Confessions of a social media abstainer

As we walked through Hyde Park today my boyfriend and I noticed the countless number of selfies being taken and conversation wandered on to the topic of self-promotion on social media.

What was the purpose of these selfies and why was so much effort being taken to get them perfect? No doubt many of the selfies were being taken with Instagram, Snapchat or Facebook as their end destination, most likely enhanced by filters and accompanied by any number of hashtags.

The selfie takers were largely quite young and it appeared that they were more caught up in capturing themselves basking in the late afternoon sun on camera than actually savouring and enjoying the moment for what it was. This seemed like a shame to us but we are not sixteen anymore and we really don’t get the appeal of broadcasting our every moment to the outside world.

Over the years I have had a Facebook profile but have never been particularly active on it or comfortable about posting status updates and photos. Largely my Facebook profile sits there dormant, until my birthday rolls around and people post birthday wishes or people tag me in photos.

For the most part I use Facebook for its messenger, to remind me of friends’ birthdays, and to receive event invitations. I also like to have the occasional scroll to see my friends’ travel or wedding photos, but that is the extent of my involvement.

By only using Facebook I am most likely perceived as a social media laggard, someone who is behind the times and not up to speed with the latest trends. My friends often tell me that I absolutely must get on Instagram. It is so much fun posting photos they say, and everyone is on there (apart from me of course).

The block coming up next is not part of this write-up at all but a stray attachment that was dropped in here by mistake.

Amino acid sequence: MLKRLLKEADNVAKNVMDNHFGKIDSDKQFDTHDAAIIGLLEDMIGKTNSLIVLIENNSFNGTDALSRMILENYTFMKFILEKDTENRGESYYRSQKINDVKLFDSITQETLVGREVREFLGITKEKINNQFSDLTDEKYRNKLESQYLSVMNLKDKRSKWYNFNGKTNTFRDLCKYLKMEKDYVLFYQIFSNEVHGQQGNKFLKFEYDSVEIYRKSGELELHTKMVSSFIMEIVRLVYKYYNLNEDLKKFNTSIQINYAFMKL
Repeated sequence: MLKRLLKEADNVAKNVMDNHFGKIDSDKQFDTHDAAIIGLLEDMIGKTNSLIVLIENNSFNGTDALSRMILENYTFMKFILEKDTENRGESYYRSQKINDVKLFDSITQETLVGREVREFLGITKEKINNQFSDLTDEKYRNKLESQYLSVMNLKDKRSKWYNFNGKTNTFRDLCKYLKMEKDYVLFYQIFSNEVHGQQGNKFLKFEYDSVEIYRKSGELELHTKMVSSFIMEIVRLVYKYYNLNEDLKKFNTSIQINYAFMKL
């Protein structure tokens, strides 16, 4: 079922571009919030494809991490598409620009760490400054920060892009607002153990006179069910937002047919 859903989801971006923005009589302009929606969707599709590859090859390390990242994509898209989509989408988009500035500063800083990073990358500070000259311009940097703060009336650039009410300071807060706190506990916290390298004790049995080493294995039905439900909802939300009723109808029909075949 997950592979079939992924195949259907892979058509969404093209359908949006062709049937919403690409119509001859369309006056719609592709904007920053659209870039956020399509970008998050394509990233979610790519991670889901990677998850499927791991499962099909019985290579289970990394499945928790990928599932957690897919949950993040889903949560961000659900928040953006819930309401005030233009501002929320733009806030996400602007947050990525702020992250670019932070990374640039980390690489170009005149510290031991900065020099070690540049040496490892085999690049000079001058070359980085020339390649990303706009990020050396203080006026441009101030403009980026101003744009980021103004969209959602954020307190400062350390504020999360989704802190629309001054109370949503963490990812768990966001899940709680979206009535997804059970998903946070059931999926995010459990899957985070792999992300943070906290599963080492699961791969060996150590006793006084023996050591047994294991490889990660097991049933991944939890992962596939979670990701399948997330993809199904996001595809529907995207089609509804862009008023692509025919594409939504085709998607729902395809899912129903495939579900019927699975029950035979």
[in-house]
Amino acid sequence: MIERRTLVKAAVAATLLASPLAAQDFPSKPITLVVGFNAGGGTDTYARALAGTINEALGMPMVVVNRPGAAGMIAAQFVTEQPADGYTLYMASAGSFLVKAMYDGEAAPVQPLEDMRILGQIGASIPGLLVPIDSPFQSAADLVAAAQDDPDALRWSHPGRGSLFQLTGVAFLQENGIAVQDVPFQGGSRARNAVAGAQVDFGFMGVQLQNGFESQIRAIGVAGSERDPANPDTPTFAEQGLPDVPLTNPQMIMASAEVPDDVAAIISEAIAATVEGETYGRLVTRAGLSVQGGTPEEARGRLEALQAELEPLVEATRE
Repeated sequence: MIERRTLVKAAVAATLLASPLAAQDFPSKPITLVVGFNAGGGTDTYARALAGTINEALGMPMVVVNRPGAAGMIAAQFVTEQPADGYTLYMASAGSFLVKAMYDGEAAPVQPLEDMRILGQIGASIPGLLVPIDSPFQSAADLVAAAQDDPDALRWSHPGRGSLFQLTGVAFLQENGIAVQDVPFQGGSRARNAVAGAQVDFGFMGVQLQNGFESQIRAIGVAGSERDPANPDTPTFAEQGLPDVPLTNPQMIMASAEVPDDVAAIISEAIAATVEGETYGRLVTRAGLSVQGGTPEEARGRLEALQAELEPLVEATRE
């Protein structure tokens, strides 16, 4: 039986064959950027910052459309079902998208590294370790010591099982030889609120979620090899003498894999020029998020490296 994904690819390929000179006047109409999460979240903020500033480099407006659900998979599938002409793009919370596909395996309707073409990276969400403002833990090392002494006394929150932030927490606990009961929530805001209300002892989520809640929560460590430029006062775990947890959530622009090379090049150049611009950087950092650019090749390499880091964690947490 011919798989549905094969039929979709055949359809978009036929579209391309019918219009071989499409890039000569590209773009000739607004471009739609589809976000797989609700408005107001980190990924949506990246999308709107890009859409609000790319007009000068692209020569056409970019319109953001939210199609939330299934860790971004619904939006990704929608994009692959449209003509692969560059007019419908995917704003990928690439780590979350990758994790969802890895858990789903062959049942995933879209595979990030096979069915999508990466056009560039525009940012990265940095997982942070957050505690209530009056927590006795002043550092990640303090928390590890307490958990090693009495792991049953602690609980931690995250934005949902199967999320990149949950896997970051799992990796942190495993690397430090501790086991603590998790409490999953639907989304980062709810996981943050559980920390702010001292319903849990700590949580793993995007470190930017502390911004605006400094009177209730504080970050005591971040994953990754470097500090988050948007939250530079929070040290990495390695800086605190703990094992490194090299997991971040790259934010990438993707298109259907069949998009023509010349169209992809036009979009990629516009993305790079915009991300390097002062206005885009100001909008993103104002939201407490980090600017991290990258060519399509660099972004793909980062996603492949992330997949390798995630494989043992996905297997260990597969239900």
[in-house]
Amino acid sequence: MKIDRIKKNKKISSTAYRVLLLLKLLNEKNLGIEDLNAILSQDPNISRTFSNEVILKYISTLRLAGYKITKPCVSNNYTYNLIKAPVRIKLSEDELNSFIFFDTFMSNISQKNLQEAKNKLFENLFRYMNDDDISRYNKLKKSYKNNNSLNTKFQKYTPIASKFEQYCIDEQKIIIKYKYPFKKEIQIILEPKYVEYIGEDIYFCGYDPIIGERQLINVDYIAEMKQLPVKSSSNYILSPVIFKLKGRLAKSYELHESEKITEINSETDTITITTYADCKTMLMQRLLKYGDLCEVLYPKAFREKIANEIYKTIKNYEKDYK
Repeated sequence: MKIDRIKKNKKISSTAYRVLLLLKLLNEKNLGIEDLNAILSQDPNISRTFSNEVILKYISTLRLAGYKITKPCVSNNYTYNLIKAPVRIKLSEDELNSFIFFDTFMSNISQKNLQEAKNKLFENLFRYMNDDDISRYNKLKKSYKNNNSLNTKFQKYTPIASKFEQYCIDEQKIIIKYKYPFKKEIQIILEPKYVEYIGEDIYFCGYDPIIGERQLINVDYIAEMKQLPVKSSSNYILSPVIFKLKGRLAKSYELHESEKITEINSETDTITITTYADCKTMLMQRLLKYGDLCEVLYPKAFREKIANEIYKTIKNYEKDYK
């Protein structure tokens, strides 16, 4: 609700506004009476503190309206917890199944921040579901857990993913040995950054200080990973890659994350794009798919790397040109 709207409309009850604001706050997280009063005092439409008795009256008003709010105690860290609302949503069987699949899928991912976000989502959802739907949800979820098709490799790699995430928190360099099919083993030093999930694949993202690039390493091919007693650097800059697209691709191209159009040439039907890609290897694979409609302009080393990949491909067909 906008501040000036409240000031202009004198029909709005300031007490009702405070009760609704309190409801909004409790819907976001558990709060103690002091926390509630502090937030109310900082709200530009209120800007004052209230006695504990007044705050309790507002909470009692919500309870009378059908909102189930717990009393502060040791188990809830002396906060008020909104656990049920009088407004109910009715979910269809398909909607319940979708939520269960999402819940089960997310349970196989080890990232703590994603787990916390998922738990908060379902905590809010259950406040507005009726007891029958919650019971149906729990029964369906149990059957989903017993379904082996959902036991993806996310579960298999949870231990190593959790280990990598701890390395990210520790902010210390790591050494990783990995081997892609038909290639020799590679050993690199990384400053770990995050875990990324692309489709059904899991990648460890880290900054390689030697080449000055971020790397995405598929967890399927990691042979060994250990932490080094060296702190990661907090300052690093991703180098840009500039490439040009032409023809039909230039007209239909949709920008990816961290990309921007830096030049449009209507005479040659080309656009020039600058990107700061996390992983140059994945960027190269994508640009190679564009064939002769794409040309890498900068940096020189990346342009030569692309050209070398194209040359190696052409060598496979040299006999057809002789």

The thing about Instagram, as fun as it may seem, is that it seems like something that is going to drain my time. One of my friends once told me that she wastes countless hours on Instagram scrolling through the people and companies she follows.

I decided that considering my past addiction to the Daily Mail celebrity sidebar, having Instagram and following countless people would not be a good idea for me, so I decided to abstain from Instagram completely which is a decision I haven’t regretted to this day.

On top of this, I simply can’t be bothered taking photos of every meal I eat or every place I visit in the weekends. I am simply too lazy and am more than happy to just have my memories, as much as they may fade.

Don’t get me wrong, an awful lot of people love social media and seem to get a lot out of it, but I read an article recently about the effect of social media on young people which concerned me.